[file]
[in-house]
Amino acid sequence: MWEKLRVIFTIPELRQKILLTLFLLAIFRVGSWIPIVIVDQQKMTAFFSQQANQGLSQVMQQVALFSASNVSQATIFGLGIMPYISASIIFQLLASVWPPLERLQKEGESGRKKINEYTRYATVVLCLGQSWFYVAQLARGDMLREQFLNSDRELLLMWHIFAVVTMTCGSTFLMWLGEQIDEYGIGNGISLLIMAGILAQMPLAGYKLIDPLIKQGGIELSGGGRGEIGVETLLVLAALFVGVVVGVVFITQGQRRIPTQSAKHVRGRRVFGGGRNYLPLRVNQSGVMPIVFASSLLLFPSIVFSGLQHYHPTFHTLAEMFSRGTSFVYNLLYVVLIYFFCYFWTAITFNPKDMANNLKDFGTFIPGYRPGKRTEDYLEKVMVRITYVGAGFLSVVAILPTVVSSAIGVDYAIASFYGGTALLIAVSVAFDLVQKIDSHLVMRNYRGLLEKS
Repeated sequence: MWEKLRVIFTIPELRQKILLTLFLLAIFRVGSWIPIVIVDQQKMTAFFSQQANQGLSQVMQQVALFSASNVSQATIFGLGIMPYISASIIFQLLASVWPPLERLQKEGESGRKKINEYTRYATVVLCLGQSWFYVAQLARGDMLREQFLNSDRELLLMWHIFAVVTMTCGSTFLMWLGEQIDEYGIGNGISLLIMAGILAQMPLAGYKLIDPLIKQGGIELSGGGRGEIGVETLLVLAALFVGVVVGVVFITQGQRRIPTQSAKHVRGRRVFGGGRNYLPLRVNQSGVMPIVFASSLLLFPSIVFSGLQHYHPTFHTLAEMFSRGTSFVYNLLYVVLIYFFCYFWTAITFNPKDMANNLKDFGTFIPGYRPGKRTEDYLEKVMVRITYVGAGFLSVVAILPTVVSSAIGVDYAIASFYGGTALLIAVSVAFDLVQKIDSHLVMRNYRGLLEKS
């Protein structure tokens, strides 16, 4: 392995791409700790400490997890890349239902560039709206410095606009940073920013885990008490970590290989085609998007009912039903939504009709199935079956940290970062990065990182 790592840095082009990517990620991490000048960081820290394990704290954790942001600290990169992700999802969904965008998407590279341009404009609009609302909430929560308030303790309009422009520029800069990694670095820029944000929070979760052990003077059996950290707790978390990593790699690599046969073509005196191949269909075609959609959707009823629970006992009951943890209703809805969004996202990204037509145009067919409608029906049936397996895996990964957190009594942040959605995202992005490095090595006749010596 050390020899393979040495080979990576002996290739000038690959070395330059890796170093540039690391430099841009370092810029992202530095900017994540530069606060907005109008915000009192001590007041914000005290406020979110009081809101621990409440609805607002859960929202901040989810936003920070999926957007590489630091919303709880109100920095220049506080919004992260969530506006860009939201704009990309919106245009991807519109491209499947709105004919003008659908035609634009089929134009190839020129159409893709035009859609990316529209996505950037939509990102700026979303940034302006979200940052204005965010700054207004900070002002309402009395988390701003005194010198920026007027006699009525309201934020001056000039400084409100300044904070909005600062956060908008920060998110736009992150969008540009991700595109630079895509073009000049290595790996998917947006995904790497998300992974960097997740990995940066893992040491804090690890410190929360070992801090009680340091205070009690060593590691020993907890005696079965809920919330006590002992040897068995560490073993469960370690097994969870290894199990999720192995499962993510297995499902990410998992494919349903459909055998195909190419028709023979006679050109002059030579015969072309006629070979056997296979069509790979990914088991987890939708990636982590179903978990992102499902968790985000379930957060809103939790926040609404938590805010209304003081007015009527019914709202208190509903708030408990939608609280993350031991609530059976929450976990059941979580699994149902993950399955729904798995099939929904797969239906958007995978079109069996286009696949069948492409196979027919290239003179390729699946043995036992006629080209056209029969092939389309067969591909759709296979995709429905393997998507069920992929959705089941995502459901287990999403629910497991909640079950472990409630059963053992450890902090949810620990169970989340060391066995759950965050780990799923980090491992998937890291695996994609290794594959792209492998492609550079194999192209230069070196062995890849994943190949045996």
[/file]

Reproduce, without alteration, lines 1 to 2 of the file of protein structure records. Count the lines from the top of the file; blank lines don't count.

[in-house]
Amino acid sequence: MWEKLRVIFTIPELRQKILLTLFLLAIFRVGSWIPIVIVDQQKMTAFFSQQANQGLSQVMQQVALFSASNVSQATIFGLGIMPYISASIIFQLLASVWPPLERLQKEGESGRKKINEYTRYATVVLCLGQSWFYVAQLARGDMLREQFLNSDRELLLMWHIFAVVTMTCGSTFLMWLGEQIDEYGIGNGISLLIMAGILAQMPLAGYKLIDPLIKQGGIELSGGGRGEIGVETLLVLAALFVGVVVGVVFITQGQRRIPTQSAKHVRGRRVFGGGRNYLPLRVNQSGVMPIVFASSLLLFPSIVFSGLQHYHPTFHTLAEMFSRGTSFVYNLLYVVLIYFFCYFWTAITFNPKDMANNLKDFGTFIPGYRPGKRTEDYLEKVMVRITYVGAGFLSVVAILPTVVSSAIGVDYAIASFYGGTALLIAVSVAFDLVQKIDSHLVMRNYRGLLEKS